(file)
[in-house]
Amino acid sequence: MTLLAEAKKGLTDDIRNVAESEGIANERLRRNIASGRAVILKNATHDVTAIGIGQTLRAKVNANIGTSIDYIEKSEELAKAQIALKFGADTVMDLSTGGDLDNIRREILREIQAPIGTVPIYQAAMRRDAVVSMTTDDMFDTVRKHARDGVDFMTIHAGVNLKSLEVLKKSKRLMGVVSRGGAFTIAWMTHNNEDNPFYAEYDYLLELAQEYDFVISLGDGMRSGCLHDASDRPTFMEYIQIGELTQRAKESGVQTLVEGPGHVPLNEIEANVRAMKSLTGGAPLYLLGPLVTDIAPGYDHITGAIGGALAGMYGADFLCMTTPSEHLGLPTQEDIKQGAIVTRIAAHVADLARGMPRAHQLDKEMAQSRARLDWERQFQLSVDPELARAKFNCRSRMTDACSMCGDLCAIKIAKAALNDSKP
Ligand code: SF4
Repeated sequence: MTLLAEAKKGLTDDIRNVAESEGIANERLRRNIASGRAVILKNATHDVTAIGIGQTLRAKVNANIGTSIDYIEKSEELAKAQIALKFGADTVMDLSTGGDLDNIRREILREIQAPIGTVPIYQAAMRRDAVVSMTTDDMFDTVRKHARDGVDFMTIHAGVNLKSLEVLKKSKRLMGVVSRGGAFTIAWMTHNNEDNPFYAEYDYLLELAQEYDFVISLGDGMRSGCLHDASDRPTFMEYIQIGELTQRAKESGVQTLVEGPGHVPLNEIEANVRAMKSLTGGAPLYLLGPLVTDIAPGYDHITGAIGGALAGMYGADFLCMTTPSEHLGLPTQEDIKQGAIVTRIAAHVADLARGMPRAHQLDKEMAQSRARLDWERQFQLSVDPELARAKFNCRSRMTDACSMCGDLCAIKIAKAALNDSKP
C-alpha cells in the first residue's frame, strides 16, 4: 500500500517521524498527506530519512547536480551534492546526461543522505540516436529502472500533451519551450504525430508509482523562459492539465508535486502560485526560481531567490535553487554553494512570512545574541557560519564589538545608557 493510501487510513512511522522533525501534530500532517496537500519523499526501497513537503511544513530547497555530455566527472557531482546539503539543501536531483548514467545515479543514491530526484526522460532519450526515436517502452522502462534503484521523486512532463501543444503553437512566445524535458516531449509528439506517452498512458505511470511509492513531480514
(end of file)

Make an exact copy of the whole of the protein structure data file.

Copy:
[in-house]
Amino acid sequence: MTLLAEAKKGLTDDIRNVAESEGIANERLRRNIASGRAVILKNATHDVTAIGIGQTLRAKVNANIGTSIDYIEKSEELAKAQIALKFGADTVMDLSTGGDLDNIRREILREIQAPIGTVPIYQAAMRRDAVVSMTTDDMFDTVRKHARDGVDFMTIHAGVNLKSLEVLKKSKRLMGVVSRGGAFTIAWMTHNNEDNPFYAEYDYLLELAQEYDFVISLGDGMRSGCLHDASDRPTFMEYIQIGELTQRAKESGVQTLVEGPGHVPLNEIEANVRAMKSLTGGAPLYLLGPLVTDIAPGYDHITGAIGGALAGMYGADFLCMTTPSEHLGLPTQEDIKQGAIVTRIAAHVADLARGMPRAHQLDKEMAQSRARLDWERQFQLSVDPELARAKFNCRSRMTDACSMCGDLCAIKIAKAALNDSKP
Ligand code: SF4
Repeated sequence: MTLLAEAKKGLTDDIRNVAESEGIANERLRRNIASGRAVILKNATHDVTAIGIGQTLRAKVNANIGTSIDYIEKSEELAKAQIALKFGADTVMDLSTGGDLDNIRREILREIQAPIGTVPIYQAAMRRDAVVSMTTDDMFDTVRKHARDGVDFMTIHAGVNLKSLEVLKKSKRLMGVVSRGGAFTIAWMTHNNEDNPFYAEYDYLLELAQEYDFVISLGDGMRSGCLHDASDRPTFMEYIQIGELTQRAKESGVQTLVEGPGHVPLNEIEANVRAMKSLTGGAPLYLLGPLVTDIAPGYDHITGAIGGALAGMYGADFLCMTTPSEHLGLPTQEDIKQGAIVTRIAAHVADLARGMPRAHQLDKEMAQSRARLDWERQFQLSVDPELARAKFNCRSRMTDACSMCGDLCAIKIAKAALNDSKP
C-alpha cells in the first residue's frame, strides 16, 4: 500500500517521524498527506530519512547536480551534492546526461543522505540516436529502472500533451519551450504525430508509482523562459492539465508535486502560485526560481531567490535553487554553494512570512545574541557560519564589538545608557 493510501487510513512511522522533525501534530500532517496537500519523499526501497513537503511544513530547497555530455566527472557531482546539503539543501536531483548514467545515479543514491530526484526522460532519450526515436517502452522502462534503484521523486512532463501543444503553437512566445524535458516531449509528439506517452498512458505511470511509492513531480514